What about daylight saving time ? Did you know that some country change the DST at the last minute ? For example, Morocco has already done this quite a couple of times, to prepare for the religious month of Ramaddan. At that time, all our clocks on Windows were 1 hour late... If you run a calendar app and provide notification services, your Moroccan users probably received the notifications one hour too late during those days.

Leap years

Enough about country-specific aspects, what about universal aspects of our calendar, such as leap years ? In those years, the year counts 366 days instead of the usual 365. Here's how to know if you're in a leap year according to Wikipedia :
if (year is not divisible by 4) then (it is a common year) 
elseif (year is not divisible by 100) then (it is a leap year) 
elseif (year is not divisible by 400) then (it is a common year) 
else (it is a leap year)
If Microsoft made the mistake, we can expect others to do it as well.

Now, let us say you have circumvented the problem by using a reliable date library (more on that later) and good unit testing. You're not done yet because our computer systems make date management even trickier...

Trusting the user's clock

If you're developing a rich web application, a mobile application or an old school desktop application, you will have to deal with the user's clock.

That clock can be improperly set, and your time-sensitive operations might fail because of this. Let us say you have a javascript application that can ask a server for data at a certain time. To stay in the calendar example, let us imagine that the client code retrieves a list of events for a given set of start and end date.

If you client's clock is wrong, you will end up requesting the list of events for yesterday when the user wants the list for tomorrow.

One very time-sensitive type of operations is authentication. A lot of authentication protocols use timestamps (OAuth, Kerberos for example) and the authentication will fail if the client's clock is set wrong.

Parsing and printing dates

Did you write any application that does not either parse a date or prints somewhere (screen, name of a file, a web-service) ?

Try as much as possible to avoid parsing dates that are locale-dependent. Something that is written "Tuesday, September 3rd" might be written "Mardi 3 Septembre" on another machine.

Also, if you're displaying dates in a user interface, take into account that the length of month names depend on the language : July and Juillet are the same month but do not have the same length. Beware of text that does not fit and overflows or becomes partly hidden.

When parsing/printing a date, do not forget the TimeZone, otherwise you'll be off by several hours.

My recommendations :
  • Use ms or ns since epoch when for technical purposes (web-services, storing in a file etc)
  • When you still want the date to be readable by the user, use the ISO 8601 format that is easier to parse and alphabetically sorted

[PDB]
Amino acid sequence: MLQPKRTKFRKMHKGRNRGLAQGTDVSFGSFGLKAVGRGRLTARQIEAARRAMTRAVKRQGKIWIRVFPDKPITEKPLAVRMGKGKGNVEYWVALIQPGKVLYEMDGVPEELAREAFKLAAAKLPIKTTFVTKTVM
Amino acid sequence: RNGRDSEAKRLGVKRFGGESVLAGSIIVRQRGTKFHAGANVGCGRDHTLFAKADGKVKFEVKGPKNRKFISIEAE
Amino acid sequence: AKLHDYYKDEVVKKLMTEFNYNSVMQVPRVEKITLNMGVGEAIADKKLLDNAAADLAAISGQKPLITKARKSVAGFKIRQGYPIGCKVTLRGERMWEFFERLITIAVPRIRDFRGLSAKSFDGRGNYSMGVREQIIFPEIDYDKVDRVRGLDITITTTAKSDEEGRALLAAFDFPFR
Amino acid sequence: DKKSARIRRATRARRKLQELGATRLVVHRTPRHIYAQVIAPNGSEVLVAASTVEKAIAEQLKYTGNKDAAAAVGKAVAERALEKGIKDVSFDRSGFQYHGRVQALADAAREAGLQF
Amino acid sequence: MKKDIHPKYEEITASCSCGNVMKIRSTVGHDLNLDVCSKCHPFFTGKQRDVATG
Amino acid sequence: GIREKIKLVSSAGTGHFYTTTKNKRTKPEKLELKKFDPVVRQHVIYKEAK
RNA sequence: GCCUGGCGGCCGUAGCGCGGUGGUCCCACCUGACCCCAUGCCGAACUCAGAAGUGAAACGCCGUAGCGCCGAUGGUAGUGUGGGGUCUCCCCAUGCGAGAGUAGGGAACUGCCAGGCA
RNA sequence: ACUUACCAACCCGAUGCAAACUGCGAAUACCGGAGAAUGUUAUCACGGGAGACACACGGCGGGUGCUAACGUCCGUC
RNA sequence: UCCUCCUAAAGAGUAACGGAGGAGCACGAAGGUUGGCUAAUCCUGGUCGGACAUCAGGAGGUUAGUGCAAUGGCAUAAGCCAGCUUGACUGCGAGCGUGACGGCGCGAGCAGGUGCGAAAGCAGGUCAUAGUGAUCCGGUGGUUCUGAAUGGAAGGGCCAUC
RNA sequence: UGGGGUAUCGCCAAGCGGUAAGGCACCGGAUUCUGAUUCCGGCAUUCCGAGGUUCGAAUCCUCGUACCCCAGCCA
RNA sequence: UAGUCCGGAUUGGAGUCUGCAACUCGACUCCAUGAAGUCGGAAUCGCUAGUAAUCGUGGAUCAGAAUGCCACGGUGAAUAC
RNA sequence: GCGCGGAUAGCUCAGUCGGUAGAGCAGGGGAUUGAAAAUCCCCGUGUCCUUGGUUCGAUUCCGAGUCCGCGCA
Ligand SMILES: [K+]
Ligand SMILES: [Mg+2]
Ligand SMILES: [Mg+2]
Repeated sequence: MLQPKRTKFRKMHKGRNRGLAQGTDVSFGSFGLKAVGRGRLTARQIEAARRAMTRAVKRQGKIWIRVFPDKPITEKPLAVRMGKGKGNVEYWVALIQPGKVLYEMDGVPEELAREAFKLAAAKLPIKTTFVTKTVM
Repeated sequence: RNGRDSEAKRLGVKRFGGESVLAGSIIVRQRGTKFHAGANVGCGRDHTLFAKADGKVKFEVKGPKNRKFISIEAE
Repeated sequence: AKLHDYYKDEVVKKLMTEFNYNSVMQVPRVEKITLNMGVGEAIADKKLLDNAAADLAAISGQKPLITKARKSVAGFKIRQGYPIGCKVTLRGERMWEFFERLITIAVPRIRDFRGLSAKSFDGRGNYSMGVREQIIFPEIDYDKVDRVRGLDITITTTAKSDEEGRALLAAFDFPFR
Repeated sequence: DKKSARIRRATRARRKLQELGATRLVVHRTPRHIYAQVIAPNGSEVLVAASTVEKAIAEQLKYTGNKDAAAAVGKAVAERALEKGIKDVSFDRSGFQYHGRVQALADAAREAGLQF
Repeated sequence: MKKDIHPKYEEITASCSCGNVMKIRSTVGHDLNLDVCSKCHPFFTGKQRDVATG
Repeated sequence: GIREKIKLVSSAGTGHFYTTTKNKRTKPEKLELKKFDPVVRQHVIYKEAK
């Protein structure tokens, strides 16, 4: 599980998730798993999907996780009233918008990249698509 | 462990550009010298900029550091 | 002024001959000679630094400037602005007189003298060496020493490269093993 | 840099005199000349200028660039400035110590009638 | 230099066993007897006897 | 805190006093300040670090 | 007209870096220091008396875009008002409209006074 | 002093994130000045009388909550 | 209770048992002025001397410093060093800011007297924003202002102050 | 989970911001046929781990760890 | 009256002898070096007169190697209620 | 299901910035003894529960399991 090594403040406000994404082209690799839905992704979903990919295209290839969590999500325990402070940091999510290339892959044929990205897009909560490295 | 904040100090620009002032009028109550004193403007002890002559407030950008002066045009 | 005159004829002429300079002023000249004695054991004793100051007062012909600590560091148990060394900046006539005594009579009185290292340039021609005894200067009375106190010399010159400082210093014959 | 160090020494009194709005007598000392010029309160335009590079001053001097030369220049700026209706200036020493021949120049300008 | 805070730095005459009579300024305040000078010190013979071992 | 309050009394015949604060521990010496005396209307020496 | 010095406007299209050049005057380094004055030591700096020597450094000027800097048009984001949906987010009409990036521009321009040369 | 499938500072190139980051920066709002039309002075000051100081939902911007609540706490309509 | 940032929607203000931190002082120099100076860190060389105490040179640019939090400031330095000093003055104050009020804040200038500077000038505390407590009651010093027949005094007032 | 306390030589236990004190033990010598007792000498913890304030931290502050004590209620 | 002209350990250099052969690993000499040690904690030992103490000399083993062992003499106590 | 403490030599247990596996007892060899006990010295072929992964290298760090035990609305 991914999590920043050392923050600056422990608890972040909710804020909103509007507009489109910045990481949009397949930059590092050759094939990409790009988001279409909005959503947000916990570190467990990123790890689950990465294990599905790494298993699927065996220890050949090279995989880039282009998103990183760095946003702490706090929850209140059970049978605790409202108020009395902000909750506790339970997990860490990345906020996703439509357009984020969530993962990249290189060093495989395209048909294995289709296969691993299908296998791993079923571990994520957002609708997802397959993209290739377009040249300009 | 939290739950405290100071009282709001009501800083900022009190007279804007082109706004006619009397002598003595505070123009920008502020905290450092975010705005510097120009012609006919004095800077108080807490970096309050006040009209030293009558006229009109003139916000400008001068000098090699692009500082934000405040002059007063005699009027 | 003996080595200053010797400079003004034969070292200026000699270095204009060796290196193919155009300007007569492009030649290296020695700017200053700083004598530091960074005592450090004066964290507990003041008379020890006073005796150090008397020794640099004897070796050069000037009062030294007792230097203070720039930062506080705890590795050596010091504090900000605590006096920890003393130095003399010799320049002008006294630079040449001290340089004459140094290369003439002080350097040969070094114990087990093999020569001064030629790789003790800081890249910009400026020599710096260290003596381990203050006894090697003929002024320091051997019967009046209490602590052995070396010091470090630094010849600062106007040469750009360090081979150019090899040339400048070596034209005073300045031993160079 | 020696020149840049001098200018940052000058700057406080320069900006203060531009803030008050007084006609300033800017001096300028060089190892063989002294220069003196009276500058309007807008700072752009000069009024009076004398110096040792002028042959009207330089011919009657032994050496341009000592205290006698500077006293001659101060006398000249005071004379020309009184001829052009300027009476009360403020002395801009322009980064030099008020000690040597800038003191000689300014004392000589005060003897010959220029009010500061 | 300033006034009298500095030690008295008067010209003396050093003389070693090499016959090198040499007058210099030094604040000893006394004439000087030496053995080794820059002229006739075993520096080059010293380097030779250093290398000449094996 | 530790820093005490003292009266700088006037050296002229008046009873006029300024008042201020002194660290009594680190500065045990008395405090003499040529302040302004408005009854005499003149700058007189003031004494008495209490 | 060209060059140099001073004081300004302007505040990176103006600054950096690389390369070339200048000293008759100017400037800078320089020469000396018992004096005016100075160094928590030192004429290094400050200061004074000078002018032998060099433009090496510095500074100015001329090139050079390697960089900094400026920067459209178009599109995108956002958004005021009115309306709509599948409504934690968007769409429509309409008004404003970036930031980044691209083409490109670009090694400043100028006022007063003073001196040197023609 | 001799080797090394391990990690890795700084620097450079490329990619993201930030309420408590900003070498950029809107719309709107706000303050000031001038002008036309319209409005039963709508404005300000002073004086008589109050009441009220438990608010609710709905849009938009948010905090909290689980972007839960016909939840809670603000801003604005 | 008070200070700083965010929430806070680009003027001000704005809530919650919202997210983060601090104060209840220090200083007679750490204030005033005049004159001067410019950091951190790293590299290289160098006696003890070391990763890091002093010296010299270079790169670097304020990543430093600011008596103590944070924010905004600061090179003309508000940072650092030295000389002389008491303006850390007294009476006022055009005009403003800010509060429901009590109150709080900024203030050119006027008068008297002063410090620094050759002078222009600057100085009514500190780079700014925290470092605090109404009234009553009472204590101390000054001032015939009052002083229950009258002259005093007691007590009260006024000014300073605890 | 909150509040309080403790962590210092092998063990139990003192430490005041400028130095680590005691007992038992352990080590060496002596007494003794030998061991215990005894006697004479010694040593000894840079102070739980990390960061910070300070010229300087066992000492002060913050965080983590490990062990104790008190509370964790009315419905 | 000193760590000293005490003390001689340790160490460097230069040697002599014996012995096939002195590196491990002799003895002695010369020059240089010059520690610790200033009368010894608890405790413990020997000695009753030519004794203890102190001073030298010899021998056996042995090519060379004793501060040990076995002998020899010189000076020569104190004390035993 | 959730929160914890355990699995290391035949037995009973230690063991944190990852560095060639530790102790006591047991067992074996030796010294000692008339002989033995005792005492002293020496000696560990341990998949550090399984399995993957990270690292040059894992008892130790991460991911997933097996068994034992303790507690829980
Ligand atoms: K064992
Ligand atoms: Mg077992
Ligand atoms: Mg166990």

Who will save us ?

In Java, the java.util.Date and java.util.Calendar API is good enough for good for most simple uses. The Joda time library gives easiest access to most date and time-related operations.

The "Why Joda Time" section of the above link summarizes the advantages of this library as follows :

  • Easy to Use. Calendar makes accessing 'normal' dates difficult, due to the lack of simple methods. Joda-Time has straightforward field accessors such as getYear() or getDayOfWeek().
  • Easy to Extend. The JDK supports multiple calendar systems via subclasses of Calendar. This is clunky, and in practice it is very difficult to write another calendar system. Joda-Time supports multiple calendar systems via a pluggable system based on the Chronology class.
  • Comprehensive Feature Set. The library is intended to provide all the functionality that is required for date-time calculations. It already provides out-of-the-box features, such as support for oddball date formats, which are difficult to replicate with the JDK.
  • Up-to-date Time Zone calculations. The time zone implementation is based on the public tz database, which is updated several times a year. New Joda-Time releases incorporate all changes made to this database. Should the changes be needed earlier, manually updating the zone data is easy.
  • Calendar support. The library currently provides 8 calendar systems. More will be added in the future.
  • Easy interoperability. The library internally uses a millisecond instant which is identical to the JDK and similar to other common time representations. This makes interoperability easy, and Joda-Time comes with out-of-the-box JDK interoperability.
  • Better Performance Characteristics. Calendar has strange performance characteristics as it recalculates fields at unexpected moments. Joda-Time does only the minimal calculation for the field that is being accessed.
  • Good Test Coverage. Joda-Time has a comprehensive set of developer tests, providing assurance of the library's quality.
  • Complete Documentation. There is a full User Guide which provides an overview and covers common usage scenarios. The javadoc is extremely detailed and covers the rest of the API.
  • Maturity. The library has been under active development since 2002. Although it continues to be improved with the addition of new features and bug-fixes, it is a mature and reliable code base. A number of related projects are now available.
  • Open Source. Joda-Time is licenced under the business friendly Apache License Version 2.0.

Note that since Java 8, a new Date and Time API has been introduced in the JDK, and its creation involved the author of the Joda Time library.